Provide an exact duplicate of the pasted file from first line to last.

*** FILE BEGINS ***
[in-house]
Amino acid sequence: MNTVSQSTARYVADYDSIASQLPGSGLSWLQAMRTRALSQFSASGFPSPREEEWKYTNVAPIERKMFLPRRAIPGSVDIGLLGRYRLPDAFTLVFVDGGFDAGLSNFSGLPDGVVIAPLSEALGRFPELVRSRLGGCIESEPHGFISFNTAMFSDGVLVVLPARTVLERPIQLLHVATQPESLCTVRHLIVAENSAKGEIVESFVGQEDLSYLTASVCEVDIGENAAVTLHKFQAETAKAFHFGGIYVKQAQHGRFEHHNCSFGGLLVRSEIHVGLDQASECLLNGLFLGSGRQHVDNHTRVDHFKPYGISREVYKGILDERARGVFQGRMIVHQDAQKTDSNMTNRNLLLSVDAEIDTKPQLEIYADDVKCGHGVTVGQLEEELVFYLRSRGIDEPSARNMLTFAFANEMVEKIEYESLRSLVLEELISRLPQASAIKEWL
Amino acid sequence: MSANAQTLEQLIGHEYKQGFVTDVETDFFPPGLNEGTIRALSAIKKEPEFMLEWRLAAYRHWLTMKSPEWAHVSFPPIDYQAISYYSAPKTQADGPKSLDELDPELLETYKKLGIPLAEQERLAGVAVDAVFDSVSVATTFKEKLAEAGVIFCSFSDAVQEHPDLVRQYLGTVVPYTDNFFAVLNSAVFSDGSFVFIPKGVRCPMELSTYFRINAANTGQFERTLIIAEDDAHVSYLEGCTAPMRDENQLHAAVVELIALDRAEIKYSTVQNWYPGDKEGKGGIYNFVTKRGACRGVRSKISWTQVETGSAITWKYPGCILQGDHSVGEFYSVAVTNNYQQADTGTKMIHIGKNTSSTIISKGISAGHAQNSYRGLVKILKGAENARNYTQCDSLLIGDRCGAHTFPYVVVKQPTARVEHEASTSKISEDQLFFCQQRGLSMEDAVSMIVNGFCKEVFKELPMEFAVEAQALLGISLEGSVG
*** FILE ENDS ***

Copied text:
[in-house]
Amino acid sequence: MNTVSQSTARYVADYDSIASQLPGSGLSWLQAMRTRALSQFSASGFPSPREEEWKYTNVAPIERKMFLPRRAIPGSVDIGLLGRYRLPDAFTLVFVDGGFDAGLSNFSGLPDGVVIAPLSEALGRFPELVRSRLGGCIESEPHGFISFNTAMFSDGVLVVLPARTVLERPIQLLHVATQPESLCTVRHLIVAENSAKGEIVESFVGQEDLSYLTASVCEVDIGENAAVTLHKFQAETAKAFHFGGIYVKQAQHGRFEHHNCSFGGLLVRSEIHVGLDQASECLLNGLFLGSGRQHVDNHTRVDHFKPYGISREVYKGILDERARGVFQGRMIVHQDAQKTDSNMTNRNLLLSVDAEIDTKPQLEIYADDVKCGHGVTVGQLEEELVFYLRSRGIDEPSARNMLTFAFANEMVEKIEYESLRSLVLEELISRLPQASAIKEWL
Amino acid sequence: MSANAQTLEQLIGHEYKQGFVTDVETDFFPPGLNEGTIRALSAIKKEPEFMLEWRLAAYRHWLTMKSPEWAHVSFPPIDYQAISYYSAPKTQADGPKSLDELDPELLETYKKLGIPLAEQERLAGVAVDAVFDSVSVATTFKEKLAEAGVIFCSFSDAVQEHPDLVRQYLGTVVPYTDNFFAVLNSAVFSDGSFVFIPKGVRCPMELSTYFRINAANTGQFERTLIIAEDDAHVSYLEGCTAPMRDENQLHAAVVELIALDRAEIKYSTVQNWYPGDKEGKGGIYNFVTKRGACRGVRSKISWTQVETGSAITWKYPGCILQGDHSVGEFYSVAVTNNYQQADTGTKMIHIGKNTSSTIISKGISAGHAQNSYRGLVKILKGAENARNYTQCDSLLIGDRCGAHTFPYVVVKQPTARVEHEASTSKISEDQLFFCQQRGLSMEDAVSMIVNGFCKEVFKELPMEFAVEAQALLGISLEGSVG